Data from: Transcriptome profiling of maternal stress-induced wing dimorphism in pea aphids
Hu, Lin; Gui, Wanying; Chen, Bing; Chen, Li (2019), Data from: Transcriptome profiling of maternal stress-induced wing dimorphism in pea aphids, Dryad, Dataset, https://doi.org/10.5061/dryad.55b2b15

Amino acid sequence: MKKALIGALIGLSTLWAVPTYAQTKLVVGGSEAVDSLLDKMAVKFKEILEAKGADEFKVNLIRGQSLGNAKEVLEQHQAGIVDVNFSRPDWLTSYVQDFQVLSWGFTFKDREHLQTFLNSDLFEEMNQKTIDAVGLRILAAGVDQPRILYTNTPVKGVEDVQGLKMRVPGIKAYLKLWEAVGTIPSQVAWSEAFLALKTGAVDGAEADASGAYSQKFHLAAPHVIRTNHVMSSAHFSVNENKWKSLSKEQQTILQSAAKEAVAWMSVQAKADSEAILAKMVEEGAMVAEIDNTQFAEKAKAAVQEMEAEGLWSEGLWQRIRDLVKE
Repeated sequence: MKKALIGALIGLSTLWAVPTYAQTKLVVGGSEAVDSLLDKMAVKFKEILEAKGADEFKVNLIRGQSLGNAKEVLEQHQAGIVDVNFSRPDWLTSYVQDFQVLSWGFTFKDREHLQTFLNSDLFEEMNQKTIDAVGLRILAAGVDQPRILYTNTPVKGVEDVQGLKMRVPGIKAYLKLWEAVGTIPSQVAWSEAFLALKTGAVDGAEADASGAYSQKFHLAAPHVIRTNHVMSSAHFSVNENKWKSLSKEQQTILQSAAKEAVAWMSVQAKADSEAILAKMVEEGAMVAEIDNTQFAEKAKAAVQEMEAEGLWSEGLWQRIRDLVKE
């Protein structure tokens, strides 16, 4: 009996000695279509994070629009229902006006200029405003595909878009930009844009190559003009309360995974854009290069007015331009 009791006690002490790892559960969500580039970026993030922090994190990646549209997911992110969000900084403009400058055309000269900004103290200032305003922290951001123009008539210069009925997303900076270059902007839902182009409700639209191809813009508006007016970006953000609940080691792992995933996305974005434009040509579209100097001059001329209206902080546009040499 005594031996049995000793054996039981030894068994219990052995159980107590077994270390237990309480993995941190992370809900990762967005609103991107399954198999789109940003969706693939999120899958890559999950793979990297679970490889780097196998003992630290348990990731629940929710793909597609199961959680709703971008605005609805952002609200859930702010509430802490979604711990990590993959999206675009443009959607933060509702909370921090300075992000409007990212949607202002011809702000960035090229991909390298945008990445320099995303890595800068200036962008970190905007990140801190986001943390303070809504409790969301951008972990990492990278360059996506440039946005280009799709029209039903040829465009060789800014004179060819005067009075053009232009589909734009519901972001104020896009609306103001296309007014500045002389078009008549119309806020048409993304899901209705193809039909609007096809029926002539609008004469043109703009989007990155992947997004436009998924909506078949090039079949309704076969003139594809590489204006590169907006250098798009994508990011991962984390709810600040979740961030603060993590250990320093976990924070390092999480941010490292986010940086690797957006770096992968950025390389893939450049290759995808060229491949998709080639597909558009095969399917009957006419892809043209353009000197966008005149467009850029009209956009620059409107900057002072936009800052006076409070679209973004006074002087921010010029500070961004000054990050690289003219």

Wing dimorphism, i.e., wingless and winged forms, can be induced by maternal stress signals and is an adaptive response of aphids to environmental changes. Here, we investigated the ecological and molecular effects of three kinds of stress, namely, crowding, predation, and aphid alarm pheromone, on wing dimorphism. These three stressors induced high proportion of up to 60% of winged morphs in offspring. Transcriptome analysis of stress-treated female aphids revealed different changes in maternal gene expression as induced by the three stressors. Crowding elicited widespread changes in the expression of genes involved in nutrient accumulation and energy mobilization. Distinct from crowding, predation caused dramatic expression changes in cuticle protein (CP) genes. Twenty-three CP genes that belong to CP RR2 subfamily and are highly expressed in legs and embryos were greatly repressed by the presence of ladybird. By contrast, application of alarm pheromone, E--farnesene, caused slight changes in gene expression. The three factors shared a responsive gene, cuticle protein 43. This study reveals the adaptive response of aphids to environmental stresses and provides a rich resource on genome-wide expression genes for exploring molecular mechanisms of ecological adaptation in aphids.